The first example, James Bennet, is someone I happen to know slightly. We were both reporter-researchers at The New Republic at the same time, just as the Reagan administration was drawing to a close, although the number of meaningful conversations we had could be counted on one hand.

During the riots last summer, Bennet ran an op-ed by Sen. Tom Cotton of Arkansas that advocated deploying the military if necessary to protect lives and property. Many people had a strong negative reaction to it. I disagreed with part of Cotton’s argument myself. But it was an obviously newsworthy column by a sitting U.S. senator that expressed a mainstream view held by many millions of Americans.

No doubt Bennet disagreed with Cotton, too. But he was editorial-page editor of a national newspaper. It was his job to run such op-eds. In fact, the Times even solicited the piece! But Bennet was forced out over it.

More recently, you may have heard, Times science writer Donald McNeil Jr. was cancelled because he used the “n-word” in a conversation with a student. Was McNeil engaging in some racist fulmination or treating the student in a creepy way? No. The student asked McNeil for his opinion about the fate of another student who’d been suspended for using the n-word in a video made when that student was 12 years old. While asking for clarification of the question, McNeil repeated the word. For that, he was forced out.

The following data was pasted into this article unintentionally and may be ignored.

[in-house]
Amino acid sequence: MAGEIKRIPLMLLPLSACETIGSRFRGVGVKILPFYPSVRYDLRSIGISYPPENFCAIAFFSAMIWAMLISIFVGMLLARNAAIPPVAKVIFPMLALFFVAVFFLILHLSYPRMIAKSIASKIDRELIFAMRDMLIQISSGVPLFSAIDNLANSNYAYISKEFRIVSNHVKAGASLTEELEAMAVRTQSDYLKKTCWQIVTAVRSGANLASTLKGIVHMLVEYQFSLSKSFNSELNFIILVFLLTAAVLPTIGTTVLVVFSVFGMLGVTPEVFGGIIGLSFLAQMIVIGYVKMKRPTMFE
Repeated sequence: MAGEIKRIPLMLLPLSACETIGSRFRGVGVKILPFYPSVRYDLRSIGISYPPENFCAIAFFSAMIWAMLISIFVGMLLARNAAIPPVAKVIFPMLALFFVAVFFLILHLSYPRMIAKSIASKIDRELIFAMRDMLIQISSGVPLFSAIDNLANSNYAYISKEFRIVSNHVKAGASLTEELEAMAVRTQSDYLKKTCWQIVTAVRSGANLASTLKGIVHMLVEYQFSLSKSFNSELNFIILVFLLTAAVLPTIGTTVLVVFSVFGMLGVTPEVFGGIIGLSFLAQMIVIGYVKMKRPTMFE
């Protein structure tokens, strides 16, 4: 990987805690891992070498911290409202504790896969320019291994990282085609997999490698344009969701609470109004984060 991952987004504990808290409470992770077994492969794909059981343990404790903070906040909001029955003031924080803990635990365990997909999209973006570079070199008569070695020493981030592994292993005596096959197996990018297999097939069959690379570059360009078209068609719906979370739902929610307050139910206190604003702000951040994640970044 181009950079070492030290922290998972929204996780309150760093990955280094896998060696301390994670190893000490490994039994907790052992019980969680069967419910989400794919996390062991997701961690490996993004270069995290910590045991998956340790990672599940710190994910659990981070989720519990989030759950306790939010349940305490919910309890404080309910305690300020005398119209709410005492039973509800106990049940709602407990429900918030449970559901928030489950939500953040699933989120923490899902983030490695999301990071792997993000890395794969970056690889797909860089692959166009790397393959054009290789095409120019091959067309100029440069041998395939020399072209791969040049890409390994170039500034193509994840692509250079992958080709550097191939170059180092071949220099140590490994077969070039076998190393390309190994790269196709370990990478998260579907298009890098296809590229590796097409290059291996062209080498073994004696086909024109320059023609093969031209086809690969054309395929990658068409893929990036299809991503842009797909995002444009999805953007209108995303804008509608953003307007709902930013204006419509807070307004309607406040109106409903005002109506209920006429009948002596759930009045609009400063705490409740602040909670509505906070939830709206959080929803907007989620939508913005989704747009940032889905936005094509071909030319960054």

To be sure, there is a lot of hyperbole, hypocrisy, and shoddy reasoning to be found among current condemnations of cancel culture. When Sen. Josh Hawley lost a book contract with a major publisher after the January 6 assault on the U.S. Capitol, he said, “This is not just a contractual dispute. It’s a direct assault on the First Amendment.”

Nonsense. The constitution prohibits the government from restraining our right to speak or publish, or to punish us later for expressing political views that government functionaries dislike. It has nothing to do with the decisions of private actors.

A better argument is that even perfectly legal private decisions to cancel will, over time, weaken the culture of free expression. We need that culture. We need it to foster good journalism, to create great works of art, and to lubricate our daily interactions within a society of diverse opinions.

Remember the Hollywood blacklist of the 1950s? It’s been denounced repeatedly ever since. But now I can’t help wondering: were those denunciations really about the injustice of people losing jobs because of their political views and friendships? Or is cancel culture okay as long as the victims aren’t communists?

Standing in the gap